“Organization is key. No one seems to be able to spend an hour every week planning, but just think about how many hours a week are spent on social media,” said Barrett.

"Homeschool success depends largely on staying home most days because oftentimes there is too much socialization", Barrett said. Running a household and homeschooling may take a bit of organizing but the positive effects outweigh the hour or so spent “planning a menu plan, involving children in tidying up the home, and having a week's worth of lessons written out before the week starts.” 

Seeking the guidance from an experienced home educator-turned coach could be the difference for parents thinking of giving up, or fearing to start. Parents are overwhelmed with concerns over a variety of issues including state requirements, high school transcripts, college admissions criteria, and educational goals, yet they find encouragement with those coaches who have long-term homeschool experience.

“Often, parents are doing way more than they need to do,” veteran home educator, homeschool business owner, and coach Paola Ciskanik said.

With 25 years of homeschooling experience, Ciskanik maintains that today’s parents are serious about getting to the ‘why’ of homeschooling and tailoring a curriculum to each child.

“New homeschool parents feel a great sense of responsibility of raising and educating their children in their best interests. Mentoring with older homeschool parents can offer real perspective.”

With many new homeschool families coming from a brick-and-mortar school mindset, Ciskanik finds that a tailored, personalized approach of trust and love quells parents’ fears about jumping into the homeschool lifestyle. Her successful business can be attributed, in part, to her unique perspective because of her many years as owner of Emmanuel Books where she has seen, up close, the variety of educational approaches and the diversity of family situations.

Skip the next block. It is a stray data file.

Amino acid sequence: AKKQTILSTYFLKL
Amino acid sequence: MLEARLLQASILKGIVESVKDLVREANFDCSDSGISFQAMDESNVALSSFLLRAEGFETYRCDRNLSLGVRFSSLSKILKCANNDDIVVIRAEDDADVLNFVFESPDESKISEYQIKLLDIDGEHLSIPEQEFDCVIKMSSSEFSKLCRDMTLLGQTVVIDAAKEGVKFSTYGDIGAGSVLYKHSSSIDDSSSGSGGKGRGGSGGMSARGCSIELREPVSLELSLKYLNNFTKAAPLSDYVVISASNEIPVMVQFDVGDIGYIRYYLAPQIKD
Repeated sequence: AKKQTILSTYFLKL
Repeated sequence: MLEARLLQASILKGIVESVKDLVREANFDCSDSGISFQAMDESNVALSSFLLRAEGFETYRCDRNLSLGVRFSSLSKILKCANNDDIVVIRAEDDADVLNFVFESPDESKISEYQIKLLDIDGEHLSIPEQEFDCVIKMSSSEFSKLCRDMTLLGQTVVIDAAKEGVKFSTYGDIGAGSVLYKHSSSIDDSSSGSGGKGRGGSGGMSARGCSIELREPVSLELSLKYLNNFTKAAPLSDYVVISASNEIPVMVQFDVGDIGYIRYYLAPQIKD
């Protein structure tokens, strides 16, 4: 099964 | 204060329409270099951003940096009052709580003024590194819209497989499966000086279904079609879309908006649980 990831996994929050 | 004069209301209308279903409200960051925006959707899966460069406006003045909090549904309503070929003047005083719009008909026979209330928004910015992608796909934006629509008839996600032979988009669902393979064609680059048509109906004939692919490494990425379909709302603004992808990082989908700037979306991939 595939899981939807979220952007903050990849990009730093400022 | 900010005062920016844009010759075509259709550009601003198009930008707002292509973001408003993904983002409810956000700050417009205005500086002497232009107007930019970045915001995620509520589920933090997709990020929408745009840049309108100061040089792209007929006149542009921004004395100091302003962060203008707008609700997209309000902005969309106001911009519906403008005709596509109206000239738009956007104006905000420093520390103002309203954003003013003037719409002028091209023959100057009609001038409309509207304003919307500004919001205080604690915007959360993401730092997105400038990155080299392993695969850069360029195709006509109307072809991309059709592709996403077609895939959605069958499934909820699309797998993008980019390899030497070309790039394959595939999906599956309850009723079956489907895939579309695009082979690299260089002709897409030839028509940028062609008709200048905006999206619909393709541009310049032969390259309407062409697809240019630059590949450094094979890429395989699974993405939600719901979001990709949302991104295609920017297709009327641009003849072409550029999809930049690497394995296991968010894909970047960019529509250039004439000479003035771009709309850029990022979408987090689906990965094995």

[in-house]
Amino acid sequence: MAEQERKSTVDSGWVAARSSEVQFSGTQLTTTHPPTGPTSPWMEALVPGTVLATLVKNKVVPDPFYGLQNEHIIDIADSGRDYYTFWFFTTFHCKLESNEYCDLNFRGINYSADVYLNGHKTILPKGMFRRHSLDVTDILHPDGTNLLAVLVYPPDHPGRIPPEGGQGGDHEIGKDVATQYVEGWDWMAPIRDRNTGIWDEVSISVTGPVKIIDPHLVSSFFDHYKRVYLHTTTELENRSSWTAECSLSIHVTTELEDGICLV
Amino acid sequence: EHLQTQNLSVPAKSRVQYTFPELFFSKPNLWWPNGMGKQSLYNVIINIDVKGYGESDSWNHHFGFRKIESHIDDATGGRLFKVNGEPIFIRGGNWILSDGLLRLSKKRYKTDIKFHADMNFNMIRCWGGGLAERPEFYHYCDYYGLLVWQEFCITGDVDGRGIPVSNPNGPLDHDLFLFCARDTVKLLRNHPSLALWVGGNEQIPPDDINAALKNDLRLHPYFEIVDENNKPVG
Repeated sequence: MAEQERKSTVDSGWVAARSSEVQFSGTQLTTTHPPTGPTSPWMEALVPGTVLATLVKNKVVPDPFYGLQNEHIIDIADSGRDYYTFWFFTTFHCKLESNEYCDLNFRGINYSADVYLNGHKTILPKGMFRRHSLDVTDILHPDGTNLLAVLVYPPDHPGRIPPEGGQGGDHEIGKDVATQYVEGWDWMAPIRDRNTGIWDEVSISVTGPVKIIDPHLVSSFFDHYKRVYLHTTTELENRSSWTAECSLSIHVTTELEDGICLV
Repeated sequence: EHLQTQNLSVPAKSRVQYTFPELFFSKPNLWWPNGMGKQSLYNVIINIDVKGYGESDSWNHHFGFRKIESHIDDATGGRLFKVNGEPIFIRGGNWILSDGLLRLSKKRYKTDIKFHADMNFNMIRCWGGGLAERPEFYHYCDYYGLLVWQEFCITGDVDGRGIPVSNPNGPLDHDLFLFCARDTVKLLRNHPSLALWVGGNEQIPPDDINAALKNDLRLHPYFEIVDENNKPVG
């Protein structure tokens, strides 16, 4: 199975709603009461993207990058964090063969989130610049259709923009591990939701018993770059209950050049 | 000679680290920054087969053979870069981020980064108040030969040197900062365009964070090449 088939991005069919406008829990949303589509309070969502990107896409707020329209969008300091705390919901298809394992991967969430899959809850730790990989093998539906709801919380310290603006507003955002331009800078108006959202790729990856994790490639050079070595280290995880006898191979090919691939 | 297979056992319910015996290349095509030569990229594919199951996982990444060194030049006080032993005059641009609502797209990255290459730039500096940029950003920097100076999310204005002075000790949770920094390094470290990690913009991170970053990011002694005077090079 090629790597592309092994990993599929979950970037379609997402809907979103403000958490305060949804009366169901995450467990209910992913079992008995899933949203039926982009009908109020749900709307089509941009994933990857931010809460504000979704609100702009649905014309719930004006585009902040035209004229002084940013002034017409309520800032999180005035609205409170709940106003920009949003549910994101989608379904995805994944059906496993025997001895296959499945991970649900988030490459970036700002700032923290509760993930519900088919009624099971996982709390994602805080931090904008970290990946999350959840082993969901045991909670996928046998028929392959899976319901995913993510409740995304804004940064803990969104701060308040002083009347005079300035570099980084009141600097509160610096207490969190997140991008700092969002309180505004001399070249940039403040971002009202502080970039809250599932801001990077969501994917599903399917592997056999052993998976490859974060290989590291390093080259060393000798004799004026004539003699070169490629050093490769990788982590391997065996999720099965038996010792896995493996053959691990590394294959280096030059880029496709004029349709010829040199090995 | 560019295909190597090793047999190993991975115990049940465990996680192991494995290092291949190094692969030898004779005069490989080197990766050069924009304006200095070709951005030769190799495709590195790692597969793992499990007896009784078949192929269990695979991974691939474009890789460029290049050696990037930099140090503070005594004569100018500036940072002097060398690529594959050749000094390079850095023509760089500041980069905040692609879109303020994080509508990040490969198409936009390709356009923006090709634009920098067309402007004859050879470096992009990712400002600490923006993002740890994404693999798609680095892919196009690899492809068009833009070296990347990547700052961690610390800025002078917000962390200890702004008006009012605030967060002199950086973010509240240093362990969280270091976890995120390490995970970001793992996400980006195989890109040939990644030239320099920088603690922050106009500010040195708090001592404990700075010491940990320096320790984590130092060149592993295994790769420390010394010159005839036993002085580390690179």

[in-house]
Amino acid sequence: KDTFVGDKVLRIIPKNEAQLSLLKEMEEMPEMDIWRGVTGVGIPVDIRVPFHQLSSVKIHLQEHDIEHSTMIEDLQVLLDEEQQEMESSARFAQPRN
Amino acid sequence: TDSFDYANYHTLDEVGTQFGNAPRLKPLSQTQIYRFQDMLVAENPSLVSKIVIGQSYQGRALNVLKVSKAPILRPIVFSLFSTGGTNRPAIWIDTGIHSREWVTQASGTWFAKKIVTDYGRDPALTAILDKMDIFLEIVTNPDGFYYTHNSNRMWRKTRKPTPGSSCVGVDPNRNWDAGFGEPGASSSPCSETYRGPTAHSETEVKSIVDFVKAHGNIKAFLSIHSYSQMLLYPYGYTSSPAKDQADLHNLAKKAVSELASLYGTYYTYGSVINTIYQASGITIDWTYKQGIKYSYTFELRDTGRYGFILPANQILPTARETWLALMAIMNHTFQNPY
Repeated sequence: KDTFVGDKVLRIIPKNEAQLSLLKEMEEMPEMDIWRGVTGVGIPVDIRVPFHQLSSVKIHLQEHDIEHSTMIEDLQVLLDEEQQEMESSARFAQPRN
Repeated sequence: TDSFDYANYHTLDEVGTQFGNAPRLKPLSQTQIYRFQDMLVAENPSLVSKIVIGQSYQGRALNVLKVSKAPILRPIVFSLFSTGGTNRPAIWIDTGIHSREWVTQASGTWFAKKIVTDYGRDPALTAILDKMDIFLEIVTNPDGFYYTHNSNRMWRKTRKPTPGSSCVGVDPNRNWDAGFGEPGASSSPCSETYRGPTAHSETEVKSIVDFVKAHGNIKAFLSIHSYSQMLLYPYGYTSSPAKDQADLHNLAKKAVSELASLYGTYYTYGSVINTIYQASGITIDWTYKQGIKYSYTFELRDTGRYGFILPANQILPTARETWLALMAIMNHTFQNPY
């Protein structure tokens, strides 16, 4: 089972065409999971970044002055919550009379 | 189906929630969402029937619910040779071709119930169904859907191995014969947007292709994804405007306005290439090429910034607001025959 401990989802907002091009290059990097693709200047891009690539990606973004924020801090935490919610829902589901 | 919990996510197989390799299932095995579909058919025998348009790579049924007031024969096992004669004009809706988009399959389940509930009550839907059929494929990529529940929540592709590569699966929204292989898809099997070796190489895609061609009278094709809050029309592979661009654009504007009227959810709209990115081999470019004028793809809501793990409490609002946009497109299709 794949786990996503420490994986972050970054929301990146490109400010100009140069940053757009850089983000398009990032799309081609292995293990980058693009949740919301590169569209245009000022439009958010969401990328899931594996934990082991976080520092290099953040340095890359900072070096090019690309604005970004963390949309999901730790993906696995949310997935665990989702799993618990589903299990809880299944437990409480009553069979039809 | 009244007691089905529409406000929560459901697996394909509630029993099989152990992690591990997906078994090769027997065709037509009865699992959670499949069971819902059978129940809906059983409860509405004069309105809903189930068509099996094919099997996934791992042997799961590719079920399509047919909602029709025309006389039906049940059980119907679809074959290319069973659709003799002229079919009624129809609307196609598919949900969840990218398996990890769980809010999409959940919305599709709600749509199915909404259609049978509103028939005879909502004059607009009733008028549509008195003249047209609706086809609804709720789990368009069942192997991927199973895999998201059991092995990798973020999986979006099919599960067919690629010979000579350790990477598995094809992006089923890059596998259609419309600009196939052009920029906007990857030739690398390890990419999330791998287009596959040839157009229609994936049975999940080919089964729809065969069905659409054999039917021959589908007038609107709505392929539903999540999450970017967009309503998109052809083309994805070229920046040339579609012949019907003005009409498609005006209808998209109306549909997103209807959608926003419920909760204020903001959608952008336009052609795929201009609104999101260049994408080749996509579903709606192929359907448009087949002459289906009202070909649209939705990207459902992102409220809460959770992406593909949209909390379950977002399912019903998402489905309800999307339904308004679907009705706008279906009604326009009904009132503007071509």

Ultimately, many parents turn to homeschooling as they lack confidence in the current school model, reports Pacific Standard. They then turn to coaches for advice and encouragement. 

Like tutors for students, homeschool coaches are a sign of times that parents need support too.

Krista Thomas is a veteran homeschool mother and director of IHM Conferences. Her passion for sharing what works and doesn't work for successful homeschooling and parenting approaches flow through her articles and talks given at various conferences around the country. In addition, she consults for small businesses in their marketing communications strategies for print, video, web, and social media. To contact Krista, email her at

Monday, April 22, 2019

4-Year Cycle: Ancient History

ANNOUNCING Homeschool Connections' new four-year cycle for live, interactive courses ...

In response to requests from students and their parents, Homeschool Connections has organized a four-year cycle of coordinated courses for all students in your family, third through twelfth grade. This is so your entire family can learn about the same era at the same time, making life easier for parents and making school more fun for children. (We also offer alternate courses, not in the cycle.)

The four-year cycle includes:
  • Grade-school unit studies (3rd through 6th grade)
  • Middle-school history and literature courses (6th through 8th grade)
  • High-school history, literature, and philosophy courses (9th through 12th grade)
The four eras in the cycle are:
  • Ancient (starting Fall 2019)
  • Medieval (starting Fall 2020)
  • Renaissance through Modern (starting Fall 2021)
  • American (starting Fall 2022)
NOTE: This is already available through our Unlimited Access program. We have recorded, independent-learning courses available for fifth through twelfth grade for all eras.